The important question when growing comic readers is “what do I read next?” Back in the mid-1980s, in the first graphic novel boom, the appeal of comic-format books faltered because, after Maus, there was little else with the same literary goals and high quality and diverse storytelling. People who loved it had nothing else to go on with, nothing else to build that habit of thinking of comics as a medium instead of just the superhero genre.
Nowadays, there are award-winning graphic novels everywhere, a glorious thing, particularly when it comes to kids’ books. El Deafo, for example, would be a wonderful next choice for someone who loved the graphic memoir Smile. Both are simply (but cleverly) illustrated stories of the struggles of a girl in middle school, looking to make friends and find her place while dealing with a visual difference from the others.
El Deafo is Cece Bell’s autobiographical story of being hearing impaired after a childhood bout with meningitis. She goes to school with a receiver hung around her neck, wires connecting it to the pieces in her ears, and a microphone to give to her teacher, so she can directly hear what the instructor is saying. This “phonic ear” makes it possible for her to interact with others, but she’s embarrassed about what the kids will think of her with this gear.
She frequently fantasizes about her difference making her better, with superhero interludes that demonstrate how powerful that metaphor can be in accepting and valuing what makes her unique. The phonic ear means she can actually hear things others can’t, as the teachers don’t take off the microphone when they leave the classroom. As she thinks, “superheroes might be awesome, but they are also different”, with an image of a lonely Batman, back turned to us. It’s a multi-layered comparison that gives her comfort and symbolizes her feelings.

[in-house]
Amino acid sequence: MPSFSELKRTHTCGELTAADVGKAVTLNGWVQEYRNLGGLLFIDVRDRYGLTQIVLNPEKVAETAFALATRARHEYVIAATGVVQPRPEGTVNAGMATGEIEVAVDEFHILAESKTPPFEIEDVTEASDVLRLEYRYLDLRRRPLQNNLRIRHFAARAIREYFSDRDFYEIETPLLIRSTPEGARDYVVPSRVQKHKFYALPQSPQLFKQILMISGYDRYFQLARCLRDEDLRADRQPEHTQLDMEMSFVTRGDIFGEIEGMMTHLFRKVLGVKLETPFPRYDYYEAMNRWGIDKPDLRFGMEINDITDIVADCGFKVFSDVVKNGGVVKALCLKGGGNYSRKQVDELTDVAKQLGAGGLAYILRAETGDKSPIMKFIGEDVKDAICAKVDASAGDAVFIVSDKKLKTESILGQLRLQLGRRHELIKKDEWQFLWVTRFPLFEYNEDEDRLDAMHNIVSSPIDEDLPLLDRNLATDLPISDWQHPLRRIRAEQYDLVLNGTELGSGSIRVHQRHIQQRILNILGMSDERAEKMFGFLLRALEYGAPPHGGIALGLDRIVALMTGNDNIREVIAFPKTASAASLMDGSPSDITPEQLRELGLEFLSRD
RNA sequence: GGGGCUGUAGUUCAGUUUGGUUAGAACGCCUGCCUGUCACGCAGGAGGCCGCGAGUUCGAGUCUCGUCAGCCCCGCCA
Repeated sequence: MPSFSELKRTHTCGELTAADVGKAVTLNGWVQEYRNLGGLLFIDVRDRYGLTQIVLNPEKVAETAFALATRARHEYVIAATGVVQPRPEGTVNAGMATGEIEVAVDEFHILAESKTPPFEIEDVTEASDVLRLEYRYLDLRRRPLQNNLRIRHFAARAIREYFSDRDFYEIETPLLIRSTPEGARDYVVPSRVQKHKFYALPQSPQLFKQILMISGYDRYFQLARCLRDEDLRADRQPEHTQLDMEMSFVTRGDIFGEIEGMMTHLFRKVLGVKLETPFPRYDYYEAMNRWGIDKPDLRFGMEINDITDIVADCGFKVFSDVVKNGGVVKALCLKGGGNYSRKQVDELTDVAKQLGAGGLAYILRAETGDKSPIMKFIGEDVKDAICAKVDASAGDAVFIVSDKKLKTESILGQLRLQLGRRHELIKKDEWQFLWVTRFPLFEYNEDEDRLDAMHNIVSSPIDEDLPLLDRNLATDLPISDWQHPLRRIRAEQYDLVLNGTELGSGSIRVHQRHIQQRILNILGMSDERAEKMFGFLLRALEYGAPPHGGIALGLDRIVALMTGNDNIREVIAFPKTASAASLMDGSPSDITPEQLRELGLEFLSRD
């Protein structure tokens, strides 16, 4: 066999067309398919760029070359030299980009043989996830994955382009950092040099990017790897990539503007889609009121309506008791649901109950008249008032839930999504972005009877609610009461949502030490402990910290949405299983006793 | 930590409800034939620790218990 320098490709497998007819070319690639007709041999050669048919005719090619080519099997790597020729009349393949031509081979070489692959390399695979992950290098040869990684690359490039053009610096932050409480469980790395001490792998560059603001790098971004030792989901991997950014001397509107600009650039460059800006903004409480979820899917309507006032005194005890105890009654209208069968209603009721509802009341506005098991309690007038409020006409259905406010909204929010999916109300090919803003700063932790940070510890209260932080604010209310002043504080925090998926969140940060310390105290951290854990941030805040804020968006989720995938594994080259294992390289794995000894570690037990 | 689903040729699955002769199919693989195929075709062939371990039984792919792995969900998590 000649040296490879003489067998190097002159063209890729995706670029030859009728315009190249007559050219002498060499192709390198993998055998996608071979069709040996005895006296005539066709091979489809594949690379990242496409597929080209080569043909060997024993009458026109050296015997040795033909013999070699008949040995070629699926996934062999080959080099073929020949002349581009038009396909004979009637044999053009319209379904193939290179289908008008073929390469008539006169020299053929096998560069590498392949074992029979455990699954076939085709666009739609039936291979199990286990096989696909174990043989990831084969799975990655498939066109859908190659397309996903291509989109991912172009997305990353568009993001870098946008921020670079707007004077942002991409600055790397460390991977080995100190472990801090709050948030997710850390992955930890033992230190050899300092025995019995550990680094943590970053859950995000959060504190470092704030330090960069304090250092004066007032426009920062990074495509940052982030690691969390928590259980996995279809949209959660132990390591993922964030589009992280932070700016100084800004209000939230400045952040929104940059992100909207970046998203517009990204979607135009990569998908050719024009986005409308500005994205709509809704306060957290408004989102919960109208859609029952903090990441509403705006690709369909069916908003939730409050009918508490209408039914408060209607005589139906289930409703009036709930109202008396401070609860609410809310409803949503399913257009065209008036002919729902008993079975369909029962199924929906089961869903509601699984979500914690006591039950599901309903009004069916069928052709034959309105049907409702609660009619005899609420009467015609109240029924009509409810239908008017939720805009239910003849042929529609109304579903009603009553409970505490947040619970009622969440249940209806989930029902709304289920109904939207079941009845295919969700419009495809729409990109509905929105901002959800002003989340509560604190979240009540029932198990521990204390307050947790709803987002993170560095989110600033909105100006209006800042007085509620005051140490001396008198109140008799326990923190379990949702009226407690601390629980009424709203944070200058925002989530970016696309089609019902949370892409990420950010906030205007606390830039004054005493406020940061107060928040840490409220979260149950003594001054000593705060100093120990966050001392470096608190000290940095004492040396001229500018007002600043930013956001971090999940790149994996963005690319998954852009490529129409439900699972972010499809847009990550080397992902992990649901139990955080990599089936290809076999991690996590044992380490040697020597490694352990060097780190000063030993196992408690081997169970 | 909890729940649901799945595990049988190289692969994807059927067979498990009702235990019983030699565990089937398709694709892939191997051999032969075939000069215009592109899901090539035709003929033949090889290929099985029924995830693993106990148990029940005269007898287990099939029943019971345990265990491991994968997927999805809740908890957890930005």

Bell’s characters are all rabbits, an intelligent choice. The way the ears come out the top of the head foregrounds her concern about how visible the wires to her hearing aids are, while making the characters more universal (and cute). For a story about the function of ears, it’s a good idea to have characters with prominent ones.
Bell walks the reader through the process of becoming acclimated to her new challenges. The character Cece is fitted for hearing aids, worries about what her friends will think, struggles with comprehension, learns to lip-read, moves to a new neighborhood, and tries to make friends. These other girls — and one guy crush — treat her in different ways, each giving more insight into how Cece works through her relationships. While her mom tries to tell her that “special” is good, Cece worries that “special” means “weird”. Beyond her impairment, any kid can identify with that feeling.
Along the way we get clever visual indicators of how the world sounds to her now, with phonetic spellings giving the reader more sympathy for the experience and blank word balloons indicating her inability to hear. It’s a simple device, but a potent one, and a bit scary. There’s a significant sequence where she explains the steps of figuring out what people are saying with lip-reading that provides an important lesson in how to interact with deaf people to the reader.
Much of her storytelling is conventionally straightforward, showing Cece at home, in the neighborhood, and at school, but her occasional use of metaphorical panels really opens up the book, as when she, in a class of other young deaf students, strides across the cosmos as she narrates how “we are lost, drifting along on our own planets. But we are together in the same universe, at least!”
It is no surprise to me that this won the John Newbery Medal for the most outstanding contribution to children’s literature. It’s a comfortable book, providing insight into an experience many haven’t thought about in a way that creates empathy and understanding. It can easily be underestimated, seeming to have been simple to create but with real depth in the choices made and the techniques used.